Connecting with donors is as important as ever in our digitally-connected world. 76% of consumers now expect companies to understand their needs and expectations, and 61% expect brands to tailor experiences based on their preferences.
One way to better understand your donors is by building an empathy map.
We typically start with a grid that captures key pieces of information about your donors or supporters. Our template looks like this:
Empathy map template. Source: ntegrity
We use these to brainstorm key pieces of information about a particular audience segment.
This information should go beyond demographic information (such as where your supporters live or how much they earn) and focus on psychographics: getting to the bottom of how they think and feel, their habits, what drives them and what their pain points are.
At ntegrity, we then refine this empathy map brainstorm into a one-page artefact that highlights the key elements of the customer group that are relevant to the marketing team. This might include:
It’s important to note that an empathy map is not the same as a marketing persona. A persona is a fictional representation of the real attributes exhibited by one of your target audiences. It tends to tell a more specific story about who is in a particular segment, while an empathy map is more generalised.
Source: DMA. A persona is more specific than an empathy map
Usually in product development, a persona comes before an empathy map. While personas are very valuable, we’ve found that empathy maps can be a more effective and user-friendly brainstorming tool. This is especially true when working with teams who are less familiar with the process.
When we create personas first, we can get stuck on “that one person we know”, rather than considering all the possible information about a particular group. An empathy map depersonalises the process, allowing us to take a step back and capture more of the information we need to make effective marketing decisions.
Striking a chord with your supporters is as important as ever. Thanks to the rise in digital over the past decade, we’ve seen huge changes in consumer behaviour. Your supporters now have all the information they need at their fingertips, and are empowered to make choices based on what’s best for them.
In short: in the old marketing world, brands had the power. Now, customers have the power.
Because of this, we must ensure we know our customers well and build our strategy around their wants and needs.
It’s also possible that you might not be focusing on the things that matter to your supporters.
Sometimes, we make assumptions about the best way to tell the story of why we’re trustworthy and why our supporters should choose us. Empathy maps help us go beyond our usual ways of talking to find messages and approaches that will really resonate with our supporters.
Here’s an example: many not-for-profit employment services focus on their status as a not-for-profit, believing that this will build trust. But at the end of the day, the clients care most about who will be the best at helping them gain employment.
Before jumping into your marketing strategy, make sure you undergo this exercise to really understand what resonates with your customers. And if you need a hand, feel free to reach out to one of our not-for-profit strategy experts.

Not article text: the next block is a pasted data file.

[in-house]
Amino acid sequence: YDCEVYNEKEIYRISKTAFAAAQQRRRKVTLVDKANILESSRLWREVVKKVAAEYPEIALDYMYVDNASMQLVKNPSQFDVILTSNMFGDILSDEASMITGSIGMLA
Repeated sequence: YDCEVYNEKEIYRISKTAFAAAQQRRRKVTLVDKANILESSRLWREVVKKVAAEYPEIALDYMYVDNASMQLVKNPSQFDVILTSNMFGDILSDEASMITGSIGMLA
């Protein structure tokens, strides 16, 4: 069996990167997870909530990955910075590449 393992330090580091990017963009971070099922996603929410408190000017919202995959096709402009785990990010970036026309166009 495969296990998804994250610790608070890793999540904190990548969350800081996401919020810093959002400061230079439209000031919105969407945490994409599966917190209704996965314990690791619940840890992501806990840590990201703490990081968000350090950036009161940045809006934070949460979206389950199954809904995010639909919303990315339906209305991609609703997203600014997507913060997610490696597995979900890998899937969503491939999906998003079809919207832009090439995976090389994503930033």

We create empathy maps in four stages:
The first step to understanding your customers is to gather data in order to build an evidence-driven view of who they are and what matters to them. This ensures we’re not grounding our empathy maps purely in assumption.
Some key ways you can research your supporters include:
Once you’ve found some key data points on your audience, identify groups that you’ll create empathy maps for. Use your research to guide your segmentation, but also consider:
It’s important to ensure that empathy maps aren’t created in isolation. You must draw insights from multiple staff and teams who know your customers well. This should include people who speak directly to your customers, such as call center staff or face-to-face representatives.
You can run this process through a workshop, using the grid above or an online workshopping tool like MURAL (we’ve done this a lot in 2020, and it has been great!).
Source: MURAL. Work collaboratively to build out your empathy map.
Once you’ve completed your empathy map, refine it into a final product to make them useful for the the implementing team.
The most valuable pieces of information to include are:
Here’s an example of an empathy map:
If you need help building your digital marketing strategy, ntegrity has worked with hundreds of not-for-profits across Australia to do just that! Reach out to us, we’re happy to chat.
The global pandemic has meant 2020 is far from ‘business as usual’. The behaviours of everyday people have changed. In…
When COVID first hit, not-for-profits were thrown into the deep end. The ntegrity team wanted to help, but social distancing…
In the time of social distancing and lockdown measures, more than ever, video is queen. 7 million Aussies watched YouTube…
Connecting with donors is as important as ever in our digitally-connected world. 76% of consumers now expect companies to understand…
We rocketed forward 5 years in consumer adoption of digital in the eight weeks since the beginning of the global…
WISE Employment is a leading disability employment services provider. Yet when their main referral source stopped providing them with leads, they partnered with us to develop a digital strategy and help execute the campaign to attract job seekers and employers, and fast.View Case Study